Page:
The danger in the treatment of anxiety, according to Prof. Doering, does not lie in anti-depressants ,which are likewise used as the main medication, but rather in the benzodiazepines. These tranquilizers have a wonderful effect but have a great addictive potential (also physically). They should only be taken in case of emergency or for a very short period of time. Psychotherapy also shows its significance here – ultimately medication cannot cure the trigerring conflicts, experiences and patterns.

In this context, Dr. Wagner calls for open patient-doctor communication. Patients should be honest in informing their doctors of what bothers them about a medication in order to find the right class of active substances. This is bound to fail without honest feedback.

Ms. Kuhn wanted to know from the plenum what the the benefits of psychotherapy could be in the case of such an illness.

Prof. Doering explained that it is the basis of any form of psychotherapy to offer help to those concerned to understand themselves better and to deal with difficulties in another manner. Sometimes it is also necessary to turn to one’s childhood.

The focus of behavioural therapy is to practise and act in the present in order to experience something new. In psychoanalytical therapy, the focus is on previous relationships, the reliving of events, whereby the aim is to change behaviour.

According to Prof. Fischer there are various types of suitable psychotherapy for various indicators.

Tips for relatives

Ms. Kuhn points out a society, HPE – “Hilfe für die Angehörigen psychisch Erkrankter” (Help for relatives of those mentally ill), which specifically supports relatives.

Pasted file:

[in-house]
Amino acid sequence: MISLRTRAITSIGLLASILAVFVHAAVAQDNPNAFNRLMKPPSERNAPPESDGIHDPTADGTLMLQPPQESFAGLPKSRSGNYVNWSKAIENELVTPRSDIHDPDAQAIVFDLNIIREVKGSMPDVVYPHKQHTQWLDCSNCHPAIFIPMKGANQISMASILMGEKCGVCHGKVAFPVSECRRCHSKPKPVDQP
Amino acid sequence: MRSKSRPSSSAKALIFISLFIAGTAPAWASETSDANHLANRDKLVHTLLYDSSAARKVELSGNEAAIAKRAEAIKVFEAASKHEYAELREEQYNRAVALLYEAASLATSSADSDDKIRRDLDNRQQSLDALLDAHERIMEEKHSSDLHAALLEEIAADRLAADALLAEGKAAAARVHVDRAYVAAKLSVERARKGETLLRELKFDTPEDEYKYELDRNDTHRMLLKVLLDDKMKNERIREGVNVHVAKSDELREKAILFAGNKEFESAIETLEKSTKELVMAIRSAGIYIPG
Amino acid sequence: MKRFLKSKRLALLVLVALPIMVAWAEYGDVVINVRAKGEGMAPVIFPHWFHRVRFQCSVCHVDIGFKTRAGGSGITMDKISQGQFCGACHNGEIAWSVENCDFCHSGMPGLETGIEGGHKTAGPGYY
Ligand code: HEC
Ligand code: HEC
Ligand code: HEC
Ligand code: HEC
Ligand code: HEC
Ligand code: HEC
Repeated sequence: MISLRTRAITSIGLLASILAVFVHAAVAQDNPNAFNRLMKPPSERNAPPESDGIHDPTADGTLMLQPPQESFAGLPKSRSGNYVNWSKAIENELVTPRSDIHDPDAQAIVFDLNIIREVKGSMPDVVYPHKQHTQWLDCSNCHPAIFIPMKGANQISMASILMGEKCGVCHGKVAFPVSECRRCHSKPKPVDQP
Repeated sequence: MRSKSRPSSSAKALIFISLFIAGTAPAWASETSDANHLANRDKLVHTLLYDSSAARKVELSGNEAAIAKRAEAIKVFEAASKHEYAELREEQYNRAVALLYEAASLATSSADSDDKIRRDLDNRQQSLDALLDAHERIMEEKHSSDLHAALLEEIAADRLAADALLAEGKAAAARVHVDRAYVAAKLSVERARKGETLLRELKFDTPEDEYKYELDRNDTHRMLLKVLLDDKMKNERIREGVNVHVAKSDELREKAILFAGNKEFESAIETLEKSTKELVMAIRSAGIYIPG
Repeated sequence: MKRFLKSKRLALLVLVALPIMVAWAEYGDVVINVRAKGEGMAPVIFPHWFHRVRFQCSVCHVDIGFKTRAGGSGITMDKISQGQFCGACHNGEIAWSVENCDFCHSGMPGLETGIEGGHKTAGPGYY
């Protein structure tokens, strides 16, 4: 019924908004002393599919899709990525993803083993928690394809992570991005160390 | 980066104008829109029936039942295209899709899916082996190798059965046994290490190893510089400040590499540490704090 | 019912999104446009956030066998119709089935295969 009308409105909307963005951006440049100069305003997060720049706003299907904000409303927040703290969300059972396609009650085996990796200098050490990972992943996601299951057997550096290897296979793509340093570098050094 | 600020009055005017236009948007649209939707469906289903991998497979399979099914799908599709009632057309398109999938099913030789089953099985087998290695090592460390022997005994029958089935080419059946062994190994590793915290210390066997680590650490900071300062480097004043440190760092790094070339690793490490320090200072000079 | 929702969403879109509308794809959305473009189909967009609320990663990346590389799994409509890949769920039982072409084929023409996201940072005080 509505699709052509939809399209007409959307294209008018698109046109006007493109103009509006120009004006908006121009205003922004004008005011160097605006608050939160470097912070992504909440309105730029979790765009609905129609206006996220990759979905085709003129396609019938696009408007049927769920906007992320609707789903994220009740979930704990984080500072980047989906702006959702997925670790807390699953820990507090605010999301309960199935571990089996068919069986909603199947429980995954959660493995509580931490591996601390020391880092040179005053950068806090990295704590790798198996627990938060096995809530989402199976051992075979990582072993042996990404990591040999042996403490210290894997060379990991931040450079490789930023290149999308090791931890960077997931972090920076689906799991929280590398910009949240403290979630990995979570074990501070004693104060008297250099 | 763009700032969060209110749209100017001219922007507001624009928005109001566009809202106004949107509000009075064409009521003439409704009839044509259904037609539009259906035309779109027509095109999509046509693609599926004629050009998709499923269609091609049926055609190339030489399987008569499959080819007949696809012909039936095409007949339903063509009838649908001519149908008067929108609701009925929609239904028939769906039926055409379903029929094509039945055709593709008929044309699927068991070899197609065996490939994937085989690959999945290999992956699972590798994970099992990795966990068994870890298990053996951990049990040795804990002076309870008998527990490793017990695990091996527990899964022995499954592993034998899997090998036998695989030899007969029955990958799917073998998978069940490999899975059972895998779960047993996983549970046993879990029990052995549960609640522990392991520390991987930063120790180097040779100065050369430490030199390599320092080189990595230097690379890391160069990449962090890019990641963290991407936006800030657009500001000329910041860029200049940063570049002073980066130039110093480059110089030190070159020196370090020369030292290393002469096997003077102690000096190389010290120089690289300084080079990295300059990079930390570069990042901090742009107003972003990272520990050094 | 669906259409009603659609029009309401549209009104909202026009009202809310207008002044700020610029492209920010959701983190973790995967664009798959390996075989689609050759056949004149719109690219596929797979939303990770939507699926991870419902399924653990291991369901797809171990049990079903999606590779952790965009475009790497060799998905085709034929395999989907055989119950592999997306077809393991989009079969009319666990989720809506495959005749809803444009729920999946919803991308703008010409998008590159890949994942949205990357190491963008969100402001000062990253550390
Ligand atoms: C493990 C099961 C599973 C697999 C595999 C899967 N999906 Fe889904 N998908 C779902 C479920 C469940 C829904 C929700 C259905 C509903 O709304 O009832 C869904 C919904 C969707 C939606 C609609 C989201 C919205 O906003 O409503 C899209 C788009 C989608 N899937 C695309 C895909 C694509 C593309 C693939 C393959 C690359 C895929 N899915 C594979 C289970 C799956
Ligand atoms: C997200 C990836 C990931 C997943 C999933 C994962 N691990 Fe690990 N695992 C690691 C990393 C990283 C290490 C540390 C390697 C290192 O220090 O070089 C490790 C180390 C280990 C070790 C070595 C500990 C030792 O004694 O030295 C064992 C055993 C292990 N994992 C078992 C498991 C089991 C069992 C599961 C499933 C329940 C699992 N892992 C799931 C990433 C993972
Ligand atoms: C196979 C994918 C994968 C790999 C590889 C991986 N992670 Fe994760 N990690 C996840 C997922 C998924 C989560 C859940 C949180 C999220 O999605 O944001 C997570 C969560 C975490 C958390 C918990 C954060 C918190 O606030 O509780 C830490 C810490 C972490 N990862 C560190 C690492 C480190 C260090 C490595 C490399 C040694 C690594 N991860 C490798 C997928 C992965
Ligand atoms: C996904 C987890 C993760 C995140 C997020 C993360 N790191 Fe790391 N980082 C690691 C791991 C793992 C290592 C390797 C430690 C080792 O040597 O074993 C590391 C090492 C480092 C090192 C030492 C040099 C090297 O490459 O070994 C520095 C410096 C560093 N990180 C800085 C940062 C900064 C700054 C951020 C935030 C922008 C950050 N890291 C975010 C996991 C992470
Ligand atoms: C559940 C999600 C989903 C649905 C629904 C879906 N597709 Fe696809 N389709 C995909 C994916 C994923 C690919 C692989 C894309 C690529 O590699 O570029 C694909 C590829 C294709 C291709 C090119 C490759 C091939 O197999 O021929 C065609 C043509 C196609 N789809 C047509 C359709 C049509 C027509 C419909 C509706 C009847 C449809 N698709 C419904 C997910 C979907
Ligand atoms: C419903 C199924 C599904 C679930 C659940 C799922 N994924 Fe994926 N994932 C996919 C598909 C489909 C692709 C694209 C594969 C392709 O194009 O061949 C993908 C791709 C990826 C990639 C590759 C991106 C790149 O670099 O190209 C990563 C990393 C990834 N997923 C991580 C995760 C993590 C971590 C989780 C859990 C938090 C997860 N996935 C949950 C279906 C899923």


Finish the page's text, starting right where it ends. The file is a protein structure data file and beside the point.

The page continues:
According to Dr. Wagner, relatives of those who are ill carry a great burden, at times alone with dramatic situations. He recommends that everyone seek help in HPE. This is an external point of contact which is outwith the family. Relatives continue for too long alone but it is important that they come into contact with others who are not so strongly involved.

seien Angehörige Erkrankter schwer belastet, teilweise mit dramatischen Situationen alleine. Er empfiehlt jedem, sich im Verein HPE Hilfe zu suchen. Dies sei eine „Außenanspielstelle“, die außerhalb der Familie läge. Angehörige würden zu lange in sich bleiben; es sei aber wichtig, mit Personen in Kontakt zu kommen, die nicht so stark involviert seien.

According to Prof. Fischer, the issues are often apportioning blame and helplessness. Parents, in particular, often become exhausted. If the system of care in Austria were improved, this would ease the pressure felt by relatives.

This fascinating talk with the plenum of informed experts was met with very great interest. The Van-Swieten-Saal was filled to the last seat and some even stood during the one and a half hour discussion. Afterwards many took the opportunity to ask the experts questions. The evening ended with some refreshments.

Credits

Image Title Author License
Kurier Gesundheitstalk: Depression und Angst Kurier Gesundheitstalk: Depression und Angst Johanna Bickel CC BY-SA 4.0
Prof. Doering in discussion Prof. Doering in discussion Johanna Bickel CC BY-SA 4.0